Individual nodes can host any number or just one of these chain files, a bit like torrent files. HEAT’s block algorithm grants the highest chances of reward for files whose presence in the peer network is low. But this hybrid block reward is just a glue-on to the core PoS to incentivize storage of transaction archival. It doesn’t affect the consensus model, which lays on the trusted and tested – and very attack resilient proof-of-stake. More details can be found from the recently released HEAT White Paper at http://heatledger.com/HEATWhitepaper.pdf
An ICO was launched for the platform on July 11th, how successful has that been so far?
The ICO has been fairly successful already. About 1200 BTC worth of cryptocurrencies (BTC, ETH, NXT, FIMK) have been invested so far, although we left out the HEAT alpha ICOchain platform that would have made the ICO process truly unique. It seems the technology presented has gathered mainly the interest of those people following the leading edge of crypto development. The marketing exposure has still room to improve. So we’re looking forward for more people to hear about the opportunity during the last week of the ICO that ends on August 8th midnight. The business setup of HEAT is particularly interesting as the HEAT tokens received by investors from the first round crypto capital funding (the ICO) are entitled to stock options for Heat Ledger Ltd EUR based stock IPO, arranged in late 2016.
How can people participate in this ICO?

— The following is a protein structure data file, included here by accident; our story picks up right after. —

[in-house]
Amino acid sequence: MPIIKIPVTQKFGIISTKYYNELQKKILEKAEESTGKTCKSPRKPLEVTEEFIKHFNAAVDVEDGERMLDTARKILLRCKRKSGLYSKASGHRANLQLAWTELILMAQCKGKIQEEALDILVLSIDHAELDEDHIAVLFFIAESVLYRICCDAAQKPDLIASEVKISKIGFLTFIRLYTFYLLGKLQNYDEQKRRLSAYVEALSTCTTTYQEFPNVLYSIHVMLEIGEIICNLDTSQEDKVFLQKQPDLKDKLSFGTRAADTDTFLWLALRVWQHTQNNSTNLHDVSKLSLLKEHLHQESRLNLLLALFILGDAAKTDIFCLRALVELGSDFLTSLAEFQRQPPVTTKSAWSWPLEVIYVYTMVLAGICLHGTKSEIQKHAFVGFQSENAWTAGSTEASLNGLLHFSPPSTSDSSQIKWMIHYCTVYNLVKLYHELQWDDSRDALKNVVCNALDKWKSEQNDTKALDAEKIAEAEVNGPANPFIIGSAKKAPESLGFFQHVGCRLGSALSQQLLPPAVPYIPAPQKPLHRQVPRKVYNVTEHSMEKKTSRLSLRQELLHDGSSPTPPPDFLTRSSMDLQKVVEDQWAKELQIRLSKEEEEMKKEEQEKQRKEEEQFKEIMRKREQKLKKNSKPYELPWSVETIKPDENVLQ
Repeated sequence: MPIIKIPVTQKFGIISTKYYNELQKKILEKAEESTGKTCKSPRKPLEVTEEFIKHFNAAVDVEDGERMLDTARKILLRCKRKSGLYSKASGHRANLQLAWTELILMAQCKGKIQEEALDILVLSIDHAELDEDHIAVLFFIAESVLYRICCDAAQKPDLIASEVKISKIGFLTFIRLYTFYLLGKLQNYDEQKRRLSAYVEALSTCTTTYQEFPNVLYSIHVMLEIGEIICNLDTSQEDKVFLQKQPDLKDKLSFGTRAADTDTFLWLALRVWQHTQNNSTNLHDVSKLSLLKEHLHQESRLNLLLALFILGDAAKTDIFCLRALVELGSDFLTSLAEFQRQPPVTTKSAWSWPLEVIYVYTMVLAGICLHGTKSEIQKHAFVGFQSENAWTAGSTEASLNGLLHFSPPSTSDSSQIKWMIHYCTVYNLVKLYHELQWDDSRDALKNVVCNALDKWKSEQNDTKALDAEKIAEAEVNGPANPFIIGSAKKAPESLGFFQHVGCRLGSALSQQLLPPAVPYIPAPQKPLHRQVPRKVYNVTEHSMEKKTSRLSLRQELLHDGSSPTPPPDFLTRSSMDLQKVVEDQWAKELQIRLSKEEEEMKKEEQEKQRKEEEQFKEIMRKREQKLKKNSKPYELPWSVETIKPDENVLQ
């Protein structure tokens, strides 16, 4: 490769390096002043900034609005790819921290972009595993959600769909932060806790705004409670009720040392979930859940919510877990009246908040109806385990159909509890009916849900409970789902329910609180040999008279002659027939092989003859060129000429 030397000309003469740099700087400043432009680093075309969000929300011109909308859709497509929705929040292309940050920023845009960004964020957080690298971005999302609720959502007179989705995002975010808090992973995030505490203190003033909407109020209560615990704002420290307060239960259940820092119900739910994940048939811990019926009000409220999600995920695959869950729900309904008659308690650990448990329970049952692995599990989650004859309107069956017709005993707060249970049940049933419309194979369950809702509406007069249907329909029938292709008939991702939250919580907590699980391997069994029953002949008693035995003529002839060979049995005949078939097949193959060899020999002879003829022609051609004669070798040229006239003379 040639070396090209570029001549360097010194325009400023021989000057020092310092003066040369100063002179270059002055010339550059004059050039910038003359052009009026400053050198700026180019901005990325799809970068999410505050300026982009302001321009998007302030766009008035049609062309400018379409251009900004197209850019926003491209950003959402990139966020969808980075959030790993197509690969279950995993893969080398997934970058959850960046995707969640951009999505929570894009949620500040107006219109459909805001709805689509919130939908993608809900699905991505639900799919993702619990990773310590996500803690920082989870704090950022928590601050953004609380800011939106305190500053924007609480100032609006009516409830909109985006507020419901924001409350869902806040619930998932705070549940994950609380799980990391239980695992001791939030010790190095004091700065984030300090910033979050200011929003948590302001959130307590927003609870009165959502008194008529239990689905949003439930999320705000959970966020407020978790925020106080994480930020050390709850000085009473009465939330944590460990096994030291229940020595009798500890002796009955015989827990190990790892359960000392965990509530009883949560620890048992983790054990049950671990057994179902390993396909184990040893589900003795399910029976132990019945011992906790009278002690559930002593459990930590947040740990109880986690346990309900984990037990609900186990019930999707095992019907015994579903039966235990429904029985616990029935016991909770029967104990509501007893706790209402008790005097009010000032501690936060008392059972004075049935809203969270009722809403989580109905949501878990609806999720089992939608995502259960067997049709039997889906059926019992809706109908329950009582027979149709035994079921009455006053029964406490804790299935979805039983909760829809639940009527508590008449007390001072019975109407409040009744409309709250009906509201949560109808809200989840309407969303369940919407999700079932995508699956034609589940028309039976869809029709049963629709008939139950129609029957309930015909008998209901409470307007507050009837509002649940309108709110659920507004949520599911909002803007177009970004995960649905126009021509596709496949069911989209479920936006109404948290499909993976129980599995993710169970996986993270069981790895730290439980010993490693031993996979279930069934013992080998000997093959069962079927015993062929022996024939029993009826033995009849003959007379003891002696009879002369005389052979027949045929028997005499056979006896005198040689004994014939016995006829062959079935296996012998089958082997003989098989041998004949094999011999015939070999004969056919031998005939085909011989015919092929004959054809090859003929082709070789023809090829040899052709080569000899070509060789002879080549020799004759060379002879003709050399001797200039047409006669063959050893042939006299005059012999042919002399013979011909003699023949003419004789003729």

The old school way of transferring cryptocurrency to Heat Ledger Ltd’s BTC, ETH, NXT or FIMK accounts is in use. Additionally we employ four escrow exchanges that people can also use if they feel more comfortable to let a 3rd party go through the process of arranging the HEAT tokens for them. The ICO page at http://heatledger.com/ico lists the details of the ICO price levels, destination accounts and escrow agents. A total of 25 million HEAT tokens are distributed by September 5th to the investors in pro rata basis.
Could you briefly summarize what you think the most significant impact this project could have on the future of blockchain applications?
We hope HEAT will open the eyes of the most dedicated decentralization enthusiasts so that they see how it’s possible to pave the way for robust integration of inhouse data systems with distributed ledgers, still maintaining operator independent data integrity through decentralization. Scaling to VISAnet levels of 50k tps boost rates and beyond is required for crypto ledgers to become mainstream for money transfer and trading usage. HEAT does that already. Our JV arrangements with licensed money transmitter and crowdfunding companies bring this tech down to earth, so users will be eventually able to move and high-frequency trade their assets priced in fiat currencies. On blockchain.
Thank you, Svante, for speaking with us and giving us more information on the new HEAT blockchain ledger.
What do you think of HEAT? Do you think it will become the future of blockchains? Let us know in the comments below!
Images courtesy of Heat Ledger.
Trevor is a writer at Bitcoinist. He is currently attending his first year at the University of Wisconsin-Fox Valley, with a selected major in Economics. Subscribes to the Austrian school of economics.